Happy new year. Before we get into the proper articles and stuff, a bit of shameless self promotion. I was very pleased to see that Back Page Football has listed Regista as one of their blogs to follow in 2012. Just over one year after I started, it’s a nice way to start the year.
Speaking of new year, the FA decided to get the party started early by dropping the Suarez/Evra written evidence on our laps as a parting shot for 2011. Their handling of this unpleasant affair will not be recorded as a case study in strategic excellence. However, finally we had what we had all been waiting for, and the endless speculation and mud slinging could cease. To date, I had not written anything about this issue, and I wasn’t intending to until I read a couple of pieces on the Anfield Wrap that riled me to the point of no return. To be clear, I have nothing against the Anfield Wrap or anyone who writes for it, but I found myself so fundamentally opposed to the views expressed in these two articles, I felt compelled to address them directly. I also realised my latest column for Surreal Football was due. It was clearly a sign:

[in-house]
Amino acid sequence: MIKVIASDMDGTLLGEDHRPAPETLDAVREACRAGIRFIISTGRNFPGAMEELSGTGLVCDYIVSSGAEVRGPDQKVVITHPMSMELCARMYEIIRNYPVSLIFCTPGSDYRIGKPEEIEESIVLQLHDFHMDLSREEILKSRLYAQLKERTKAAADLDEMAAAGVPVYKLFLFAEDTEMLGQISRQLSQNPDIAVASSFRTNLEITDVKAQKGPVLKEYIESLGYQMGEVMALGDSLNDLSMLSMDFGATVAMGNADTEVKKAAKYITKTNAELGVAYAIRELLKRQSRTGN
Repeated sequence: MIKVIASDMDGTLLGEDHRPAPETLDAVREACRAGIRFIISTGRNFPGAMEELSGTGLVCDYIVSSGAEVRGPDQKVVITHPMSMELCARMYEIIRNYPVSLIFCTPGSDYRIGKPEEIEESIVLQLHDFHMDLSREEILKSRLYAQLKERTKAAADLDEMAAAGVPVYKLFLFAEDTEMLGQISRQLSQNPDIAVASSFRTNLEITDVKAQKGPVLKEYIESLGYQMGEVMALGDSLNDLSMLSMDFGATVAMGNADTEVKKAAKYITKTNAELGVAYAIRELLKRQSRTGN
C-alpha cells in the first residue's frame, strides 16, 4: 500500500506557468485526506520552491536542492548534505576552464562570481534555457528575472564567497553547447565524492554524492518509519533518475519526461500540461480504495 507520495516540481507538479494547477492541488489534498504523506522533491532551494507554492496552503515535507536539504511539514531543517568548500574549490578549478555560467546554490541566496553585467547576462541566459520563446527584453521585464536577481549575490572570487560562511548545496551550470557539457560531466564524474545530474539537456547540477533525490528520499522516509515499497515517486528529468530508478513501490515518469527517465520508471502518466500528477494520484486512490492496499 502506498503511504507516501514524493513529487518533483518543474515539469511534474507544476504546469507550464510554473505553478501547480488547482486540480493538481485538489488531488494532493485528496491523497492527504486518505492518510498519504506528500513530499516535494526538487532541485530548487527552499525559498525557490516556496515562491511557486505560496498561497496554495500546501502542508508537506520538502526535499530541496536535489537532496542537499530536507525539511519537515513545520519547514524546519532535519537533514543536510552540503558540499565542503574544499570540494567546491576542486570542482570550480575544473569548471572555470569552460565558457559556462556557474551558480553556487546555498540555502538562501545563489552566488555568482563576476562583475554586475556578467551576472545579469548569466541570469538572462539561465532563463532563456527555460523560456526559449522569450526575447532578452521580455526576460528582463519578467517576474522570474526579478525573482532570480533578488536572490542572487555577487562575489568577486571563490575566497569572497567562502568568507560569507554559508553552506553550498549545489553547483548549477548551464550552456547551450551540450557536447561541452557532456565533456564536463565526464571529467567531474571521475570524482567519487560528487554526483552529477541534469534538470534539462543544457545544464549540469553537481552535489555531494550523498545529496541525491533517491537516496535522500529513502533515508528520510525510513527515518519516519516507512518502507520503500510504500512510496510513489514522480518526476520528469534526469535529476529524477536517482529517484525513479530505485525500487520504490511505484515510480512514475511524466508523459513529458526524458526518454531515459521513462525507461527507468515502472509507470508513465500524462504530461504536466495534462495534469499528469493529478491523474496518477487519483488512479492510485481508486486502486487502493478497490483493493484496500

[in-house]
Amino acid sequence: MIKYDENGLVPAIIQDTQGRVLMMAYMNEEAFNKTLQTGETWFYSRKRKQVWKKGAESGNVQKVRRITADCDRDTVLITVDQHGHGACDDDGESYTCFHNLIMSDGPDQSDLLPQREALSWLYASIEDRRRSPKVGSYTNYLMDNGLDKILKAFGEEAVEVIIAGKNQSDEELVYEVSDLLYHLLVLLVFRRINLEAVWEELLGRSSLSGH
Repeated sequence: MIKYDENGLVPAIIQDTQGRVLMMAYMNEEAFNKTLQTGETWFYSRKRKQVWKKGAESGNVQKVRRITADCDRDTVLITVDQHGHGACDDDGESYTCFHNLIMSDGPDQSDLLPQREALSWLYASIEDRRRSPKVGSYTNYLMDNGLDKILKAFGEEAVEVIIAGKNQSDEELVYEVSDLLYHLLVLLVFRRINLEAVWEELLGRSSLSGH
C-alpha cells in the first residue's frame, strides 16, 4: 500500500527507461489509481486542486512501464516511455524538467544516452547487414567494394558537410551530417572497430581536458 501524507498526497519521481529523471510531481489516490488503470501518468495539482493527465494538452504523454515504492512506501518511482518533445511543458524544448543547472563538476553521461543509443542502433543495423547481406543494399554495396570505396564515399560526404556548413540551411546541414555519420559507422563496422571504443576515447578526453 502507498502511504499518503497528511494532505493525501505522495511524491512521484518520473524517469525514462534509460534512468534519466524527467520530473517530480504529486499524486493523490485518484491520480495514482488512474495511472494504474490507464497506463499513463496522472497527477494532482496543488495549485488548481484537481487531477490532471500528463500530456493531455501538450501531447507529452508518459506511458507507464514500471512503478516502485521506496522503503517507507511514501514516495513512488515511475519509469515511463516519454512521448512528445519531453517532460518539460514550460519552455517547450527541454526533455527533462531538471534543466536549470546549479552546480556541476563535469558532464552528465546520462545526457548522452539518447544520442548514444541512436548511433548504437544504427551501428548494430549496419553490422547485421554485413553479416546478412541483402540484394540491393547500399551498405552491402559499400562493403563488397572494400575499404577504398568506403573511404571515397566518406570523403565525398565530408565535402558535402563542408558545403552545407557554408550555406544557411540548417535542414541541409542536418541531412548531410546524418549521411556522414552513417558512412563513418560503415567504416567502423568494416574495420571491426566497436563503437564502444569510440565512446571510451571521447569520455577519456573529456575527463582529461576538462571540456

The Anfield Crap [this article first appeared on Surreal Football - I can't take credit for the snappy title]
In English football there are few institutions more emotive and seductive than the cult of Liverpool. The club’s slogan ‘You’ll Never Walk Alone’ is a strap line for collective solidarity. This can be a source of great strength and a force for good, such as the ongoing campaign for full disclosure of Cabinet discussions on the Hillsborough tragedy. The Liverpool identity that is promoted by the club sets them apart and the best examples of the Anfield atmosphere are remarkable. It may be one of English football’s great clichés (I’m looking at you, Clive Tyldesley), but when the Kop is in full voice it remains the most impressive display of noise you’re likely to experience in the Premier League. Deep down, most of Liverpool’s rivals know this, and they reveal their jealousy by mocking and deriding the hysterical nature of Liverpool fans. It’s understandable that the Anfield hierarchy is keen to promote the Liverpool identity and defend it from attacks. However, the lengths that their followers will go to preserve it are stretching credulity way beyond breaking point, and in the process creating a legacy that will damage the reputation of Liverpool for years to come.
This train was set in motion by the club’s infamous statement in support of Luis Suarez, but I’m more concerned by the musings of Liverpool fans, eager to take up the cause laid out by their masters. If you thought the official Liverpool FC line was built on shaky ground, then the Anfield Wrap website is very much the house made of straw.